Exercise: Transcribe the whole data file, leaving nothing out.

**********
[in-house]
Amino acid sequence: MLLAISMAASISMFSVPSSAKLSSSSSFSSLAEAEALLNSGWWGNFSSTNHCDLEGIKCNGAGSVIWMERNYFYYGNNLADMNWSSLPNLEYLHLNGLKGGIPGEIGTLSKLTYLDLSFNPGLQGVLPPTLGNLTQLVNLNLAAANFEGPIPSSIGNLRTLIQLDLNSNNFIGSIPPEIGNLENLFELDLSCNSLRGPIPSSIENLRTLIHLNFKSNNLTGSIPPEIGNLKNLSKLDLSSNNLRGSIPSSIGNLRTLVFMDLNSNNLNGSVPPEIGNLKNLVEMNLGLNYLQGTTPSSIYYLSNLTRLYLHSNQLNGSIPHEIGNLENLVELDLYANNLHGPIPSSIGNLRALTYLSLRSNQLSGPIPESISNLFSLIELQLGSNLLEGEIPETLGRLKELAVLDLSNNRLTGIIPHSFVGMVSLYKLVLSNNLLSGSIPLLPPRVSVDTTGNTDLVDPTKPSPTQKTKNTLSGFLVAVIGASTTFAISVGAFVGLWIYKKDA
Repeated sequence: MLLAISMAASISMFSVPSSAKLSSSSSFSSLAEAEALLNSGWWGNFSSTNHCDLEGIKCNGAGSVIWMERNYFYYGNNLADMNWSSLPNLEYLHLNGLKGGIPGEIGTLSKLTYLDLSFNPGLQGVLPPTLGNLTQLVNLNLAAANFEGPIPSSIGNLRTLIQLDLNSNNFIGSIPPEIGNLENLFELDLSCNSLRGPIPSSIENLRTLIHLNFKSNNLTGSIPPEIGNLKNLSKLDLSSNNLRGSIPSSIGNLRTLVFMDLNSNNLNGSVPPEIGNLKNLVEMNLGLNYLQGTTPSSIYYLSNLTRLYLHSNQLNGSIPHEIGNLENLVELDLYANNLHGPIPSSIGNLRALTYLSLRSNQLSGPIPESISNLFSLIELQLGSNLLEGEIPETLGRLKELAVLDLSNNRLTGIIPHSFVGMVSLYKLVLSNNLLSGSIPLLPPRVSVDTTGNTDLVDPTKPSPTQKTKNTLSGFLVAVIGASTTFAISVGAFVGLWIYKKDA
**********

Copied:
[in-house]
Amino acid sequence: MLLAISMAASISMFSVPSSAKLSSSSSFSSLAEAEALLNSGWWGNFSSTNHCDLEGIKCNGAGSVIWMERNYFYYGNNLADMNWSSLPNLEYLHLNGLKGGIPGEIGTLSKLTYLDLSFNPGLQGVLPPTLGNLTQLVNLNLAAANFEGPIPSSIGNLRTLIQLDLNSNNFIGSIPPEIGNLENLFELDLSCNSLRGPIPSSIENLRTLIHLNFKSNNLTGSIPPEIGNLKNLSKLDLSSNNLRGSIPSSIGNLRTLVFMDLNSNNLNGSVPPEIGNLKNLVEMNLGLNYLQGTTPSSIYYLSNLTRLYLHSNQLNGSIPHEIGNLENLVELDLYANNLHGPIPSSIGNLRALTYLSLRSNQLSGPIPESISNLFSLIELQLGSNLLEGEIPETLGRLKELAVLDLSNNRLTGIIPHSFVGMVSLYKLVLSNNLLSGSIPLLPPRVSVDTTGNTDLVDPTKPSPTQKTKNTLSGFLVAVIGASTTFAISVGAFVGLWIYKKDA
Repeated sequence: MLLAISMAASISMFSVPSSAKLSSSSSFSSLAEAEALLNSGWWGNFSSTNHCDLEGIKCNGAGSVIWMERNYFYYGNNLADMNWSSLPNLEYLHLNGLKGGIPGEIGTLSKLTYLDLSFNPGLQGVLPPTLGNLTQLVNLNLAAANFEGPIPSSIGNLRTLIQLDLNSNNFIGSIPPEIGNLENLFELDLSCNSLRGPIPSSIENLRTLIHLNFKSNNLTGSIPPEIGNLKNLSKLDLSSNNLRGSIPSSIGNLRTLVFMDLNSNNLNGSVPPEIGNLKNLVEMNLGLNYLQGTTPSSIYYLSNLTRLYLHSNQLNGSIPHEIGNLENLVELDLYANNLHGPIPSSIGNLRALTYLSLRSNQLSGPIPESISNLFSLIELQLGSNLLEGEIPETLGRLKELAVLDLSNNRLTGIIPHSFVGMVSLYKLVLSNNLLSGSIPLLPPRVSVDTTGNTDLVDPTKPSPTQKTKNTLSGFLVAVIGASTTFAISVGAFVGLWIYKKDA